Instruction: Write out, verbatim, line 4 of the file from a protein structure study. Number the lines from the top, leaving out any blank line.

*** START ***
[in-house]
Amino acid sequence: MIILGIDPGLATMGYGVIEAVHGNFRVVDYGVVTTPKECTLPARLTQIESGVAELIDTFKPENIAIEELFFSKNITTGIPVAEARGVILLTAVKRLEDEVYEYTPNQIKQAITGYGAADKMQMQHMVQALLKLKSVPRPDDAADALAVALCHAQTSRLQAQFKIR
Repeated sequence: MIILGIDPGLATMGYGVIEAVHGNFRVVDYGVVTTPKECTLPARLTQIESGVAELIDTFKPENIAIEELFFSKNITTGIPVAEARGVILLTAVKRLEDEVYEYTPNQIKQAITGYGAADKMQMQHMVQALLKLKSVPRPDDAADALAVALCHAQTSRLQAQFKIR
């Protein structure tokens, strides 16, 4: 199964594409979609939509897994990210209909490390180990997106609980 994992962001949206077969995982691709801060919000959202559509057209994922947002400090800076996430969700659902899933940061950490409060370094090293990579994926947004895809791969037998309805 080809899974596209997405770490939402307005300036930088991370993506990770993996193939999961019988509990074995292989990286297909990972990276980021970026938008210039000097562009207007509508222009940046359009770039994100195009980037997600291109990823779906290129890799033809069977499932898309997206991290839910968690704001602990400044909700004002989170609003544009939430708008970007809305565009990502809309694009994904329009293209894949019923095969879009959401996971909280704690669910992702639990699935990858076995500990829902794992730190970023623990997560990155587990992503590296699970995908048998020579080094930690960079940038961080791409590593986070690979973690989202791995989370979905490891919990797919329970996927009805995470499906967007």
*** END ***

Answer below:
């Protein structure tokens, strides 16, 4: 199964594409979609939509897994990210209909490390180990997106609980 994992962001949206077969995982691709801060919000959202559509057209994922947002400090800076996430969700659902899933940061950490409060370094090293990579994926947004895809791969037998309805 080809899974596209997405770490939402307005300036930088991370993506990770993996193939999961019988509990074995292989990286297909990972990276980021970026938008210039000097562009207007509508222009940046359009770039994100195009980037997600291109990823779906290129890799033809069977499932898309997206991290839910968690704001602990400044909700004002989170609003544009939430708008970007809305565009990502809309694009994904329009293209894949019923095969879009959401996971909280704690669910992702639990699935990858076995500990829902794992730190970023623990997560990155587990992503590296699970995908048998020579080094930690960079940038961080791409590593986070690979973690989202791995989370979905490891919990797919329970996927009805995470499906967007």